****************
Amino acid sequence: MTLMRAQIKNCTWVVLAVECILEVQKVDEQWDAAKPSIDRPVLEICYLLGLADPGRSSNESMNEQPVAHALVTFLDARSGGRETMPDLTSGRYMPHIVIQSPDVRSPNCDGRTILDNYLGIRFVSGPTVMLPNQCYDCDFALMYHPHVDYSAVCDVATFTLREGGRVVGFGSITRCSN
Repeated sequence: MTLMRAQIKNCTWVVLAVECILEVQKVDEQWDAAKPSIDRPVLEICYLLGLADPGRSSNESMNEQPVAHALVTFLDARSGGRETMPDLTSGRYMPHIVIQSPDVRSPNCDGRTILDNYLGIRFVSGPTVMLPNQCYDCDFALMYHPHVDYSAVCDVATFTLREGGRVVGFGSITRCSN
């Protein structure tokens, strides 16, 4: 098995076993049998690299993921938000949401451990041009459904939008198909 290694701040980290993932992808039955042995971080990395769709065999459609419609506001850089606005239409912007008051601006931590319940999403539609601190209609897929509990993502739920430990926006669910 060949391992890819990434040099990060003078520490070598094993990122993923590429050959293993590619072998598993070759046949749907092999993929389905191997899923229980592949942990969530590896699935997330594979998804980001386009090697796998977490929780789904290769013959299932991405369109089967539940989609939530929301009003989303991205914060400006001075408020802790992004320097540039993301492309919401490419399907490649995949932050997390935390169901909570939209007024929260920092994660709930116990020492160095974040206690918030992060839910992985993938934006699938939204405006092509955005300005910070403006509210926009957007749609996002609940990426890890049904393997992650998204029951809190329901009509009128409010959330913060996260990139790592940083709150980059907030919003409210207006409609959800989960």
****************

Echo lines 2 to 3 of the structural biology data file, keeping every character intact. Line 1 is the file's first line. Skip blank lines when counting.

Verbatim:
Repeated sequence: MTLMRAQIKNCTWVVLAVECILEVQKVDEQWDAAKPSIDRPVLEICYLLGLADPGRSSNESMNEQPVAHALVTFLDARSGGRETMPDLTSGRYMPHIVIQSPDVRSPNCDGRTILDNYLGIRFVSGPTVMLPNQCYDCDFALMYHPHVDYSAVCDVATFTLREGGRVVGFGSITRCSN
């Protein structure tokens, strides 16, 4: 098995076993049998690299993921938000949401451990041009459904939008198909 290694701040980290993932992808039955042995971080990395769709065999459609419609506001850089606005239409912007008051601006931590319940999403539609601190209609897929509990993502739920430990926006669910 060949391992890819990434040099990060003078520490070598094993990122993923590429050959293993590619072998598993070759046949749907092999993929389905191997899923229980592949942990969530590896699935997330594979998804980001386009090697796998977490929780789904290769013959299932991405369109089967539940989609939530929301009003989303991205914060400006001075408020802790992004320097540039993301492309919401490419399907490649995949932050997390935390169901909570939209007024929260920092994660709930116990020492160095974040206690918030992060839910992985993938934006699938939204405006092509955005300005910070403006509210926009957007749609996002609940990426890890049904393997992650998204029951809190329901009509009128409010959330913060996260990139790592940083709150980059907030919003409210207006409609959800989960």